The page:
Sale on Now up to 40% Off

Check it out

Eric's Dive Report for 9 February

"Hope springs eternal in the human heart" - well, we did not have to "hope" for anything diving today: it was all delivered to us on a regal platter and in seemingly unlimited abundance.

Dive #1:  Magic Point:  This dive proved to be a memorable dive for numerous reasons.  The water column above us was sprinkled liberally with so many fish. Intersecting schools of different species produced a unique tapestry.  Above us, below us, and all around us, we experienced the perpetual issue of not knowing where to look (something I have previously complained about and think about a lot).  Each of the three-dimensional quadrants had something going on, together with a conundrum of choice.  Highlights from this dive included:  King fish teasing us to look nowhere else; a mesmerising school of Old Wives; a cave filled to the brim like some glorious and vey expensive cake (I am still under the influence of Carli's delicious cake from last night) - a cave full of Stripeys, Pomfrets, and Long Fin Pike, one species layered above the other; Bulls Eyes quite clearly gossiping to each other like the famed 'Banksia men'; different species of shark; Red Rock Cod; friendly and inquisitive Blue Gropers, and, to round things off, an impressive Giant Cuttlefish (amongst other things).  I should mention here that David saw a Lionfish as well (I told him "It's not a competition", but only because I did not see the Lionfish).  During this dive, dolphins could be heard, which is not surprising since they cavorted directly above us (sort of the icing on our scuba cake) which is a forceful and necessary reminder to always look around (including above) whilst diving!  

Dive #2:  The Gap:  Seals sat on top of a rock ledge and stared at us as we passed by - incredulous that we would not stop the boat to say hello - not understanding whether sea conditions would allow us to moor there today.  We did swing in close to where they were, and quickly realised that the Gap was going to be a better option on this particular day.  And we knew we would be back to the seals soon.  This time last year, more precisely Valentine's Day, those same seals provided an unbelievable scene (more than once) of an amorous pair of seals kissing each other passionately,  whilst they made a slow motion corkscrew spiral towards the surface:  a better Valentine's scene is hard to imagine.  "Hope" in this context is superfluous.  We did not need to imagine anything - it was happening before our very own eyes.  This scene contained all that is beautiful about diving and more.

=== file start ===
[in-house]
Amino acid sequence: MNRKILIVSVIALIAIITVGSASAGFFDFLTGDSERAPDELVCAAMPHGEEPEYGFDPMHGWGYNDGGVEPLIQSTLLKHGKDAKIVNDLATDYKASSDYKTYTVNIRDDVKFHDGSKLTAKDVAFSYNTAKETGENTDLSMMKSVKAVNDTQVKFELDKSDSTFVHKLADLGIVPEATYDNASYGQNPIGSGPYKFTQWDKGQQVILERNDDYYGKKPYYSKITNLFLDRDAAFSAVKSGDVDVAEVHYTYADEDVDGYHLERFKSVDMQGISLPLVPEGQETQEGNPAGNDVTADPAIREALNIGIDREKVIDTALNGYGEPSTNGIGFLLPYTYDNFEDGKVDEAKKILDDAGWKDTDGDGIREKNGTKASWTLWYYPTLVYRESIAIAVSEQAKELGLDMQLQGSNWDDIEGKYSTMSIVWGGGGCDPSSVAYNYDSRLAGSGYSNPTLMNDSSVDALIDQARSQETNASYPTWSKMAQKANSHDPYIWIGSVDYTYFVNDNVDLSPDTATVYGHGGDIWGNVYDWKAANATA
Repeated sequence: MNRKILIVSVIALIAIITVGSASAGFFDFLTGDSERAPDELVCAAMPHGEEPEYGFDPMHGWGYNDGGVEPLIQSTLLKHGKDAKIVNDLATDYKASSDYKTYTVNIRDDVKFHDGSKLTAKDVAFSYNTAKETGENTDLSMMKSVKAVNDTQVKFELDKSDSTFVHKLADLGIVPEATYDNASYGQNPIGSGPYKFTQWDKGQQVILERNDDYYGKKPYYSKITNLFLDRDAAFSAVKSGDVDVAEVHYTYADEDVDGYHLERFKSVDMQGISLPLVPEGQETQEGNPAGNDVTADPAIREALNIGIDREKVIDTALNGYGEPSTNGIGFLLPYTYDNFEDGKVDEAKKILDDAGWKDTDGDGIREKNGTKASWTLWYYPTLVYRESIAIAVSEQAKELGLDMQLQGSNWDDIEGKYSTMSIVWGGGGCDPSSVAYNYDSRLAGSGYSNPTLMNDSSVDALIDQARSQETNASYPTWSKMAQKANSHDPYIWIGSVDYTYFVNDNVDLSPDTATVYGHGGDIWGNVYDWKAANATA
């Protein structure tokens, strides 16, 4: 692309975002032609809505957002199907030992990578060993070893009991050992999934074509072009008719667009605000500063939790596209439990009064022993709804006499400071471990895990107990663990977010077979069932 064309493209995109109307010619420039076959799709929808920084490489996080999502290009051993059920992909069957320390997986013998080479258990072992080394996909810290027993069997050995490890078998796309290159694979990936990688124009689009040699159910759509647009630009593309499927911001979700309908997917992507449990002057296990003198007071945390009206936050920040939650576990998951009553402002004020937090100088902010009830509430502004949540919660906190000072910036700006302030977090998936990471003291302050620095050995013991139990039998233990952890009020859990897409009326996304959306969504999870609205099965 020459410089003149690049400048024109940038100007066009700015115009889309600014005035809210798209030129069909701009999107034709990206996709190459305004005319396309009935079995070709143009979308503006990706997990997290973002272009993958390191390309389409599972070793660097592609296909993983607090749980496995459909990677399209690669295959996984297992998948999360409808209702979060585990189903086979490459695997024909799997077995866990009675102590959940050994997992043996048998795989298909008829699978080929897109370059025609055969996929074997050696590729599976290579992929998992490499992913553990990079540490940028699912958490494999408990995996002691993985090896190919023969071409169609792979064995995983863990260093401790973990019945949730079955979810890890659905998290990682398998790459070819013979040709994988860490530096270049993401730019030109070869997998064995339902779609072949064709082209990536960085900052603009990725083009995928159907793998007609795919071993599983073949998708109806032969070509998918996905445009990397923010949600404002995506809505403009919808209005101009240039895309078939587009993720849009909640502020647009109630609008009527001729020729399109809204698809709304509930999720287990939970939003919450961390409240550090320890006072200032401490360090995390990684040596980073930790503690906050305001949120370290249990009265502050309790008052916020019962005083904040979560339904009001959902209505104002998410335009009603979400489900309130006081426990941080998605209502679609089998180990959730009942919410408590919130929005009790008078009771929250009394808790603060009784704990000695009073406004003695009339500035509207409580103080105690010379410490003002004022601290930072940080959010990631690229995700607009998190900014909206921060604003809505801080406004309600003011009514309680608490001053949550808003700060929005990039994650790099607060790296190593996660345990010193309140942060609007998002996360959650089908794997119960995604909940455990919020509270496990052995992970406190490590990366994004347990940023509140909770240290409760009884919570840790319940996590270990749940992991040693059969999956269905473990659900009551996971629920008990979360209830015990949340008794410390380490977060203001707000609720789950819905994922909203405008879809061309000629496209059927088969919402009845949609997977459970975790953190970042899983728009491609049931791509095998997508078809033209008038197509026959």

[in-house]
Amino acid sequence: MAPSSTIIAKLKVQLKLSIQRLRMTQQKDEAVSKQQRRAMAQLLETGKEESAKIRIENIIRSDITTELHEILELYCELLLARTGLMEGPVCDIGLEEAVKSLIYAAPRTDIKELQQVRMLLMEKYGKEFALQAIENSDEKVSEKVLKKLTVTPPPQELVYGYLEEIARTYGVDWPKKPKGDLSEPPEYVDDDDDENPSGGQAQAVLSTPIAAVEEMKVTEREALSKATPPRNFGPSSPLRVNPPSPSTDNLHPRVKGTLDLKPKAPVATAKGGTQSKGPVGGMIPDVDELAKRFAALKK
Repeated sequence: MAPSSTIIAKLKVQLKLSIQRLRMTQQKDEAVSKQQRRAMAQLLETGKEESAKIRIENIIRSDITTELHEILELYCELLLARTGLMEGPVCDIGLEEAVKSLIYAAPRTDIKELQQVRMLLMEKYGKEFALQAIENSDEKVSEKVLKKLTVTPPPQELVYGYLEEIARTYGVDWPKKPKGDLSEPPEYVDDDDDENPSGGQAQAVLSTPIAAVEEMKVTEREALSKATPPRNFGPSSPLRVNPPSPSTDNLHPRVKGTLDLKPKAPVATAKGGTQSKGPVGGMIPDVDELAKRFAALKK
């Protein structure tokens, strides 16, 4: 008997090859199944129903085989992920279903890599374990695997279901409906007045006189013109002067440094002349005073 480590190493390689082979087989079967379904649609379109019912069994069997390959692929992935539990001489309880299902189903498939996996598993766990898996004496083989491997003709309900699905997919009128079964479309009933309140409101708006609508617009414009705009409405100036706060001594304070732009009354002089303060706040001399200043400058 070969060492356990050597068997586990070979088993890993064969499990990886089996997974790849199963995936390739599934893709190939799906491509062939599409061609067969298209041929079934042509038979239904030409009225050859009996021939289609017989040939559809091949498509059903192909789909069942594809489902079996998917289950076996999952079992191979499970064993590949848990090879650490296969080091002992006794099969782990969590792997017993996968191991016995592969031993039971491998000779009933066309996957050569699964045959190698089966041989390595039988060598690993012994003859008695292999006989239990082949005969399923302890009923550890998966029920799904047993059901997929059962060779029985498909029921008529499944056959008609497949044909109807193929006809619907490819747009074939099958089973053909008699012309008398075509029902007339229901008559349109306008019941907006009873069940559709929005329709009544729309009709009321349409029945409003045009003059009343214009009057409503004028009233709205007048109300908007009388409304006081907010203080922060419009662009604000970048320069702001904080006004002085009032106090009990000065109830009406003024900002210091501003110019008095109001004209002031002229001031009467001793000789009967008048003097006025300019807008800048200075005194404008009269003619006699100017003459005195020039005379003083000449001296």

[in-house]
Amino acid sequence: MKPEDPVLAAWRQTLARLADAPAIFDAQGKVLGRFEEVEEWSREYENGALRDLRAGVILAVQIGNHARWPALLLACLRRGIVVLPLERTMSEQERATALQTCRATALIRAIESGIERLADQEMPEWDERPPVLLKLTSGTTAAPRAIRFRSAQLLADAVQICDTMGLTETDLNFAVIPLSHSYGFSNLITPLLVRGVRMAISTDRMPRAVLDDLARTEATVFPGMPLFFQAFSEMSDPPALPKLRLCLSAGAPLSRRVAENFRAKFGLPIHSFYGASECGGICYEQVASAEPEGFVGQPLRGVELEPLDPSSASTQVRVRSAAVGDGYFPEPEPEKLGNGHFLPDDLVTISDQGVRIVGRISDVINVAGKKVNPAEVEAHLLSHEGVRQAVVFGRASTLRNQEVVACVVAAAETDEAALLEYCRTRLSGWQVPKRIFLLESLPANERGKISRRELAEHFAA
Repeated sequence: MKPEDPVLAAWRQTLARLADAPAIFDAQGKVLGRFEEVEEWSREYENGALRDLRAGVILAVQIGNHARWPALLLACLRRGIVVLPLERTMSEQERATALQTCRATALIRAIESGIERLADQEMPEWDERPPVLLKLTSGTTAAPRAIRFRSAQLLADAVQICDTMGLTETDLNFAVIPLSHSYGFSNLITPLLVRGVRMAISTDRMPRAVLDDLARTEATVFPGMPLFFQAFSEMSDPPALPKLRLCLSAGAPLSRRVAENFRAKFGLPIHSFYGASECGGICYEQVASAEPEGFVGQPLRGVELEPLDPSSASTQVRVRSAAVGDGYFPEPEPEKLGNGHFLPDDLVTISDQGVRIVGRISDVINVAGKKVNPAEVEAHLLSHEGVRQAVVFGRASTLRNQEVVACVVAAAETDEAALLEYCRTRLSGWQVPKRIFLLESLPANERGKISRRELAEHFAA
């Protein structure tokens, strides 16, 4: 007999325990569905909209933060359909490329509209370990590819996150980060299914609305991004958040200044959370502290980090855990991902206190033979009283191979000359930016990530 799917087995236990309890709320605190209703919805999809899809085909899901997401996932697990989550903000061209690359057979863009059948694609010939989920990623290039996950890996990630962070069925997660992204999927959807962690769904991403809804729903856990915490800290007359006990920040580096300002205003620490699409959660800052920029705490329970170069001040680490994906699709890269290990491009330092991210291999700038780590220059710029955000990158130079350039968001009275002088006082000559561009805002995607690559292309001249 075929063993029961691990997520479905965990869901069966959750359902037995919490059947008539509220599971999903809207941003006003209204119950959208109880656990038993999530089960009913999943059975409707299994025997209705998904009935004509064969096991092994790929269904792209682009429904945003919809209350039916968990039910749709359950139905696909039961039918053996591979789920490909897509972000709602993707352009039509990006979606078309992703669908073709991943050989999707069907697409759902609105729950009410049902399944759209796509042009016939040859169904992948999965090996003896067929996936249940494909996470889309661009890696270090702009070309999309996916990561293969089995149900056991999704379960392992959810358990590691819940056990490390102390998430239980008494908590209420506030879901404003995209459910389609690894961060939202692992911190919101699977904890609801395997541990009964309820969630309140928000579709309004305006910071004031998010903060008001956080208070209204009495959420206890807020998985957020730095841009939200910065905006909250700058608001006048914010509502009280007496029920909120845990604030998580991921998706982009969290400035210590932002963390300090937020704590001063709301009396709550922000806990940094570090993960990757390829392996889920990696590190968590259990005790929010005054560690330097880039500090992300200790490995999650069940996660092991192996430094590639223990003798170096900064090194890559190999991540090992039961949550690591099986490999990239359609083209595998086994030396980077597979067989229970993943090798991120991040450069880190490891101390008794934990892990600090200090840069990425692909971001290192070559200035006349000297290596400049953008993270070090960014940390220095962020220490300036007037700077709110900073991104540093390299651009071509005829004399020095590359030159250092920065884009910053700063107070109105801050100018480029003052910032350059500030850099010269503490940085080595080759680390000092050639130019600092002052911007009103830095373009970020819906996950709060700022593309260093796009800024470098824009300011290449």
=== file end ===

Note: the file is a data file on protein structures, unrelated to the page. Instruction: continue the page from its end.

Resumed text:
Highlights from today's dive included:  an unusually large Australian Cownose Eagle Ray; marvelous sponge gardens; several nudis; a topography worthy of further exploration; a Crimson Wrasse; a sweet monogamous couple of Black Reef Leatherjackets; a pair of Old Wives, to continue with the theme of monogamy in the sea; a Comb Wrasse, and an over excited male Herring Wrasse. - arguably as excited as we were to be there.
All of our diving was completed under a glorious blue sky and the infectious enthusiasm of Nick and Struan.  This concentrated prism of pure pleasure underwater as well as budding friendships (new and old) on the boat were all motives to dive today.  And they were also compelling reasons to scuba dive again soon.  The Latin motto "seize the day" really should really be updated to "seize any moment to explore the hidden world under the sea" - or, I do concede, a more succinct phrase to capture the essence of this.  If you take that advice, you can be assured that you will be amply rewarded as we were today.
Photos by Shelley Xia